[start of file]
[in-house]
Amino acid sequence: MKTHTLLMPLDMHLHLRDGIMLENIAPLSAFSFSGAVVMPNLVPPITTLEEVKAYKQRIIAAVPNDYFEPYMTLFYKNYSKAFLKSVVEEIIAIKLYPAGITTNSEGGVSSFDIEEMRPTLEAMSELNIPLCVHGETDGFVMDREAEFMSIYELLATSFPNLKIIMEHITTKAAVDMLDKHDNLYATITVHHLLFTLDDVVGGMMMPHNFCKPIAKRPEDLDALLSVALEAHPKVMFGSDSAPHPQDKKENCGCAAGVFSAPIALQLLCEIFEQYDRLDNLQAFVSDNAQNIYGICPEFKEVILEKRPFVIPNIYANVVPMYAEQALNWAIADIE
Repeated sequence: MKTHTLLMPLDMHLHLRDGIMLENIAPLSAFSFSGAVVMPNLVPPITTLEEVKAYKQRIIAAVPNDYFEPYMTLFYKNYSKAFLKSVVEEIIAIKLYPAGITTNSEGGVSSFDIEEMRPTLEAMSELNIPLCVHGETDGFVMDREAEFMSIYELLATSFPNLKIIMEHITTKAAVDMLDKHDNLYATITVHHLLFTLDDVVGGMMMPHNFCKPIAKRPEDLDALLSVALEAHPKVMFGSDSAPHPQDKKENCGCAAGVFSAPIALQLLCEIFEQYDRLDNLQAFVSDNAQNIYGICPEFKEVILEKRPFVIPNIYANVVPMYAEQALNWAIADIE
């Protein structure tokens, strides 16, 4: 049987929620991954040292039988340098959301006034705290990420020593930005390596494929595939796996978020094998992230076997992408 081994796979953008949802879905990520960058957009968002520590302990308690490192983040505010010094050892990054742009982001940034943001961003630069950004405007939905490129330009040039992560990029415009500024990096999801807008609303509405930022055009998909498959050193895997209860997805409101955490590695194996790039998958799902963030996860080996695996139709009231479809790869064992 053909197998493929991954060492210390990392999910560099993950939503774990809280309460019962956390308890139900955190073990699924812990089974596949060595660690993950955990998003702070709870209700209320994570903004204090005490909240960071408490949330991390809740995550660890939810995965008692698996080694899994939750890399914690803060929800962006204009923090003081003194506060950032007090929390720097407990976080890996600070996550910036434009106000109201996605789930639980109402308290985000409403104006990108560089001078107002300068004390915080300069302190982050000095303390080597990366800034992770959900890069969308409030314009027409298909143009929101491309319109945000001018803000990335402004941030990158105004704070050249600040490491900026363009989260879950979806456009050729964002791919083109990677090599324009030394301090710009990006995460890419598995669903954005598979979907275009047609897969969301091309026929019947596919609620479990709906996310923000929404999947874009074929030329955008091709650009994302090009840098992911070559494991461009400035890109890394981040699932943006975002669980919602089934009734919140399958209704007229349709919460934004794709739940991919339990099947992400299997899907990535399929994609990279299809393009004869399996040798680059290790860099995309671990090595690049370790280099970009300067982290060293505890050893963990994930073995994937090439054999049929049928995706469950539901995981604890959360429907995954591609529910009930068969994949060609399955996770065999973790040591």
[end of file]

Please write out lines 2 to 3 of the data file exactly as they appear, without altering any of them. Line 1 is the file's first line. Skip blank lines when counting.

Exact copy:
Amino acid sequence: MKTHTLLMPLDMHLHLRDGIMLENIAPLSAFSFSGAVVMPNLVPPITTLEEVKAYKQRIIAAVPNDYFEPYMTLFYKNYSKAFLKSVVEEIIAIKLYPAGITTNSEGGVSSFDIEEMRPTLEAMSELNIPLCVHGETDGFVMDREAEFMSIYELLATSFPNLKIIMEHITTKAAVDMLDKHDNLYATITVHHLLFTLDDVVGGMMMPHNFCKPIAKRPEDLDALLSVALEAHPKVMFGSDSAPHPQDKKENCGCAAGVFSAPIALQLLCEIFEQYDRLDNLQAFVSDNAQNIYGICPEFKEVILEKRPFVIPNIYANVVPMYAEQALNWAIADIE
Repeated sequence: MKTHTLLMPLDMHLHLRDGIMLENIAPLSAFSFSGAVVMPNLVPPITTLEEVKAYKQRIIAAVPNDYFEPYMTLFYKNYSKAFLKSVVEEIIAIKLYPAGITTNSEGGVSSFDIEEMRPTLEAMSELNIPLCVHGETDGFVMDREAEFMSIYELLATSFPNLKIIMEHITTKAAVDMLDKHDNLYATITVHHLLFTLDDVVGGMMMPHNFCKPIAKRPEDLDALLSVALEAHPKVMFGSDSAPHPQDKKENCGCAAGVFSAPIALQLLCEIFEQYDRLDNLQAFVSDNAQNIYGICPEFKEVILEKRPFVIPNIYANVVPMYAEQALNWAIADIE